For teachersinkle is looking to bring interactive stories to the classroom, and give teachers free and simple get-stuck-right-in software to use with their students. From within a web-browser, the inklewriter will let students make and play interactive stories with no programming required.
Why make stories interactive anyway?
The way our stories work is simple: the reader is given the text of a story in a small chunks, and after each, they get to make a decision about what happens next. That could be what a character says, or does – but it could also be a deeper choice, like why a character has done what they’ve done, or how they feel about something else in the story. Every decision the reader makes is remembered and has the potential to influence things later on – depending on how the author wants to tell their tale.
Our first project, Frankenstein, uses interactivity to explore the different facets of Mary Shelley’s original novel – allowing the reader to discover different aspects of the world, follow up hints and allusions in the text, and maybe even take some narrative paths that Shelley herself considered.
How can students get involved?
In the classroom, interactive writing offers an innovative, fun environment in which to write stories. It teaches creativity, language, computer skills and logical thinking – all at the same time!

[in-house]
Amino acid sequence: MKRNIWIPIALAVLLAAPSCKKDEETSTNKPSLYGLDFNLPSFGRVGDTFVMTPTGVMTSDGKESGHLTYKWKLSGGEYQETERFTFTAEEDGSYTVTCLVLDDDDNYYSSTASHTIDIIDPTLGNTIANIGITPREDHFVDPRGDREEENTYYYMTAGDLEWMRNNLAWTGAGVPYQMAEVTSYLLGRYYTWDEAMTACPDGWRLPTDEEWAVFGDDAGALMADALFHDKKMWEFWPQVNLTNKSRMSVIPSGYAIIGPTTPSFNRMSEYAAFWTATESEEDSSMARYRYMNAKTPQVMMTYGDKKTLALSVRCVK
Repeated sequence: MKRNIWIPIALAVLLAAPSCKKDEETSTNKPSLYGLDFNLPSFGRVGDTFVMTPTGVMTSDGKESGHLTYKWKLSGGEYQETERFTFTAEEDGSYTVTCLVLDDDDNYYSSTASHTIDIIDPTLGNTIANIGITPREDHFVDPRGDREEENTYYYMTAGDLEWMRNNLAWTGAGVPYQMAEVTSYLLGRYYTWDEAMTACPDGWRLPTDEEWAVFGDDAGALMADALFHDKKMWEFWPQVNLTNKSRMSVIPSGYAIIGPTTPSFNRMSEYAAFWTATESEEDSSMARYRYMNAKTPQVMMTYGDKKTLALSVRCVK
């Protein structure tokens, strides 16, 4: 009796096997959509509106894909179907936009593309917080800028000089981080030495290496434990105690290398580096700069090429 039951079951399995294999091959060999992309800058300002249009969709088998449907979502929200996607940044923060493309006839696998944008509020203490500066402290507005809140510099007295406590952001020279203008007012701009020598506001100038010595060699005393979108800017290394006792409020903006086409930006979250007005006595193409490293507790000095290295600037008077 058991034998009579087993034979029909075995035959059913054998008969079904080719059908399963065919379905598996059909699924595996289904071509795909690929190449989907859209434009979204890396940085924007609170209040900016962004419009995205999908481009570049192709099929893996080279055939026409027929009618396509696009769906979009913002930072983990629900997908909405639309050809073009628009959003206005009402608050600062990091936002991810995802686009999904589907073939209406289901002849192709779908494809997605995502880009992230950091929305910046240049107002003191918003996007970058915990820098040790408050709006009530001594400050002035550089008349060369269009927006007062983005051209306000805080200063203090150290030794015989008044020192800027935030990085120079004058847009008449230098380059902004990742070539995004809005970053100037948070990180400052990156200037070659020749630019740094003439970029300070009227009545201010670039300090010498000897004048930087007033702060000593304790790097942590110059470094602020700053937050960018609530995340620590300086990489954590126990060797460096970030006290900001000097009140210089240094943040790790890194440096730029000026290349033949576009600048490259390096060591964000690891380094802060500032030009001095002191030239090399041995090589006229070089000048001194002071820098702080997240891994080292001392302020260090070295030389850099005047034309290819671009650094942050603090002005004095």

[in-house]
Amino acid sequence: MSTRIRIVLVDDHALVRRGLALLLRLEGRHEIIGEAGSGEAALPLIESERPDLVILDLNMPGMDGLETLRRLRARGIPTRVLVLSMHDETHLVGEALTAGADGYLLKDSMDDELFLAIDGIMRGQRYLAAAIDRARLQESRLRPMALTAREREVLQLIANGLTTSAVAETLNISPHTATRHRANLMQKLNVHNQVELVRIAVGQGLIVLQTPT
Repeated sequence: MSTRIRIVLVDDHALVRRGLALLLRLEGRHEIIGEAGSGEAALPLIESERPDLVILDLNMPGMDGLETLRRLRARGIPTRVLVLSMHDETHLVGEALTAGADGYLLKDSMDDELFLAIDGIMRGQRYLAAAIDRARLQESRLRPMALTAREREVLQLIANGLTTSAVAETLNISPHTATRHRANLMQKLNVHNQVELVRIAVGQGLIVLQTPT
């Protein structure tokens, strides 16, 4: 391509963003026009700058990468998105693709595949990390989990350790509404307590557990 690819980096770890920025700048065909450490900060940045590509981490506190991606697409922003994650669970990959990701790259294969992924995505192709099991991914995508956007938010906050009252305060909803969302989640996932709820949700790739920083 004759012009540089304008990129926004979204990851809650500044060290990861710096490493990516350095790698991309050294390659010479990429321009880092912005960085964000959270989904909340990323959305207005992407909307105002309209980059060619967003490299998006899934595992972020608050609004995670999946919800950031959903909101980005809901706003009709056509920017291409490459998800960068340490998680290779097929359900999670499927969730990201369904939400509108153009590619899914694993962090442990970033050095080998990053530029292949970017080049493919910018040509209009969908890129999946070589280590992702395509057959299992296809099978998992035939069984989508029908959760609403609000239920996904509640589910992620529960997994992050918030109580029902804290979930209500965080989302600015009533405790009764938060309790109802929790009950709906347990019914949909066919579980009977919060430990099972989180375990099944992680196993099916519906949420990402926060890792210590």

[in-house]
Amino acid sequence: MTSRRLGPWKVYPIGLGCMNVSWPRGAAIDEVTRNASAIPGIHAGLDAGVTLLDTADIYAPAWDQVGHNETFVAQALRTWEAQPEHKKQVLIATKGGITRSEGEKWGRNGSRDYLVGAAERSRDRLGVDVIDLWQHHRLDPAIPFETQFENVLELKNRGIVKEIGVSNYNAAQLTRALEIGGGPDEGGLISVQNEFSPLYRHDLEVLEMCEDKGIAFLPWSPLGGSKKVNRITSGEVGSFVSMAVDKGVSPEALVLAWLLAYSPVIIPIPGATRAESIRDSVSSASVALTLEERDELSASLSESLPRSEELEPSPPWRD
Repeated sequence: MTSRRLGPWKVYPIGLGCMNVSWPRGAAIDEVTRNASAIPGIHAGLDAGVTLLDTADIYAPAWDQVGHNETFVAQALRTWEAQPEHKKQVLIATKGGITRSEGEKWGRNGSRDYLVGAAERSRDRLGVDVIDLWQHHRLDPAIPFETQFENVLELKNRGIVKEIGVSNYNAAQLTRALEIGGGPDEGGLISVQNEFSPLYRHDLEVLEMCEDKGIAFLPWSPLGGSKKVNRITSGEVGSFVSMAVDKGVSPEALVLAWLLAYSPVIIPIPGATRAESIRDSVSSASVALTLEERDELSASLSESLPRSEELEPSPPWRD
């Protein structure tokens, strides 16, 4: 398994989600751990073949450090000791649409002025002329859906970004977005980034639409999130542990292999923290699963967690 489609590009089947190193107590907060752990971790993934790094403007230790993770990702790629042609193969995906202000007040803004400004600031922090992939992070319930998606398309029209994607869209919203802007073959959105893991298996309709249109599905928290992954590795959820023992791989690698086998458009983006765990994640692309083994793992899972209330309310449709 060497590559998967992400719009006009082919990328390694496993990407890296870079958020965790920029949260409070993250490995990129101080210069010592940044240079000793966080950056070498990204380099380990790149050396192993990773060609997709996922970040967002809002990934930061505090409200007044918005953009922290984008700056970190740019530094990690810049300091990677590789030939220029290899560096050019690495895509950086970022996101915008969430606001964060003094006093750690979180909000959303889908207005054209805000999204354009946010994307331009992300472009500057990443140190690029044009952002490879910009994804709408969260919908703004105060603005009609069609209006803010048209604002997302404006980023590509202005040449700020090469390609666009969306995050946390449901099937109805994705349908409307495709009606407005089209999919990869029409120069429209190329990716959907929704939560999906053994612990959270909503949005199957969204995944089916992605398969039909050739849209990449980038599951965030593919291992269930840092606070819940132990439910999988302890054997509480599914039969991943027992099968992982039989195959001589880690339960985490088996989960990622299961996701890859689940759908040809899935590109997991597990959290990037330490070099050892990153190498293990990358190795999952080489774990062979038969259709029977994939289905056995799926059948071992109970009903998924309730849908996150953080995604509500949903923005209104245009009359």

So we’ve made inklewriter: a simple, easy-to-use app for writing simple interactive stories. It works in a web browser so there’s no setup and no installation. Just click on the link and start writing. Students will be able to save their work and test it without fuss.
Oh, and it’s all free.
With a few clicks and a bit of imagination, anyone can start to tell a branching story – and with a bit more thought, they can harness the power of conditional logic to make their stories more intricate and rewarding.
Sign-up and email addresses
Students can work locally on stories, but to save their work, and return to it later, they’ll need to register an account. The sign-up asks for an email address and a password (we use the email to send forgotten password notifications, and nothing else) but we know some student don’t have emails.
That’s no problem! Just give each student a unique name (including the school name), and enter that “@inklewriter”. Then give them a password, so that if they forget it, you can remind them.
We’ve been lucky enough to be featured on several education blogs and sites. Here’s a smattering:
How can I find out more?
We’d love to hear from you! Just drop us a line at email@example.com. (And don’t worry: your email address won’t be used for anything else – we won’t give it to anyone, or send you emails about anything else.)